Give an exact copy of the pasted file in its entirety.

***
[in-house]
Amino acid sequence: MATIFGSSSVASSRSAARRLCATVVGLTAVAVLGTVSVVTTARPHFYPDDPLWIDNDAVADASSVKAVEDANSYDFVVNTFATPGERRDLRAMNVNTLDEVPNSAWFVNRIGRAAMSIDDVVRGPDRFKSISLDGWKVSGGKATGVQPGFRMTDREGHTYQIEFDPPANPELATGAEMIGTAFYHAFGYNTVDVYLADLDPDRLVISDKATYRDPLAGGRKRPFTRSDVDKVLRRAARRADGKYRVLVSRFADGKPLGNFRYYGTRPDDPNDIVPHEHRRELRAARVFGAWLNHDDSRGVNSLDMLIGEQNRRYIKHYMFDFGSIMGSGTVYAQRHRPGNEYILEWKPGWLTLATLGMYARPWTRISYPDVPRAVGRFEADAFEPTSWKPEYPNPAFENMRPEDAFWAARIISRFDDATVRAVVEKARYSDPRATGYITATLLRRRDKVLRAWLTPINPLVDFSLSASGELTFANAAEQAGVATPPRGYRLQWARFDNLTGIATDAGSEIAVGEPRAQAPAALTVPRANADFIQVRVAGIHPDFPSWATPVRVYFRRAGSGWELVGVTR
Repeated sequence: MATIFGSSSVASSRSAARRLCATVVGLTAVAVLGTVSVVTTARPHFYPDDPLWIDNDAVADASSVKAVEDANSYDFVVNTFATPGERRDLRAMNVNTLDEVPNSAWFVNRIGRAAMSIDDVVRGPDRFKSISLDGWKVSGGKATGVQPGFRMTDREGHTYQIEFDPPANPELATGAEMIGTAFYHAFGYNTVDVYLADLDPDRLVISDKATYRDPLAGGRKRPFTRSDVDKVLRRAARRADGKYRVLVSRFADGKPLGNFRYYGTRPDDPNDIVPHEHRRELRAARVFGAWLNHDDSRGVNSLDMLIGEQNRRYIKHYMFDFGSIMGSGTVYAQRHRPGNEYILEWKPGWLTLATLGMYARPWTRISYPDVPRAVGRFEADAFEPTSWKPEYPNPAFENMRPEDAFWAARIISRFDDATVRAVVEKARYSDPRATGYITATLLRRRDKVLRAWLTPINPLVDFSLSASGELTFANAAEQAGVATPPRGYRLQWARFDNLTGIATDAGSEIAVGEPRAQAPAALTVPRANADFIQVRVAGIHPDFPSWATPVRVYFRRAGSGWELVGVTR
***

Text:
[in-house]
Amino acid sequence: MATIFGSSSVASSRSAARRLCATVVGLTAVAVLGTVSVVTTARPHFYPDDPLWIDNDAVADASSVKAVEDANSYDFVVNTFATPGERRDLRAMNVNTLDEVPNSAWFVNRIGRAAMSIDDVVRGPDRFKSISLDGWKVSGGKATGVQPGFRMTDREGHTYQIEFDPPANPELATGAEMIGTAFYHAFGYNTVDVYLADLDPDRLVISDKATYRDPLAGGRKRPFTRSDVDKVLRRAARRADGKYRVLVSRFADGKPLGNFRYYGTRPDDPNDIVPHEHRRELRAARVFGAWLNHDDSRGVNSLDMLIGEQNRRYIKHYMFDFGSIMGSGTVYAQRHRPGNEYILEWKPGWLTLATLGMYARPWTRISYPDVPRAVGRFEADAFEPTSWKPEYPNPAFENMRPEDAFWAARIISRFDDATVRAVVEKARYSDPRATGYITATLLRRRDKVLRAWLTPINPLVDFSLSASGELTFANAAEQAGVATPPRGYRLQWARFDNLTGIATDAGSEIAVGEPRAQAPAALTVPRANADFIQVRVAGIHPDFPSWATPVRVYFRRAGSGWELVGVTR
Repeated sequence: MATIFGSSSVASSRSAARRLCATVVGLTAVAVLGTVSVVTTARPHFYPDDPLWIDNDAVADASSVKAVEDANSYDFVVNTFATPGERRDLRAMNVNTLDEVPNSAWFVNRIGRAAMSIDDVVRGPDRFKSISLDGWKVSGGKATGVQPGFRMTDREGHTYQIEFDPPANPELATGAEMIGTAFYHAFGYNTVDVYLADLDPDRLVISDKATYRDPLAGGRKRPFTRSDVDKVLRRAARRADGKYRVLVSRFADGKPLGNFRYYGTRPDDPNDIVPHEHRRELRAARVFGAWLNHDDSRGVNSLDMLIGEQNRRYIKHYMFDFGSIMGSGTVYAQRHRPGNEYILEWKPGWLTLATLGMYARPWTRISYPDVPRAVGRFEADAFEPTSWKPEYPNPAFENMRPEDAFWAARIISRFDDATVRAVVEKARYSDPRATGYITATLLRRRDKVLRAWLTPINPLVDFSLSASGELTFANAAEQAGVATPPRGYRLQWARFDNLTGIATDAGSEIAVGEPRAQAPAALTVPRANADFIQVRVAGIHPDFPSWATPVRVYFRRAGSGWELVGVTR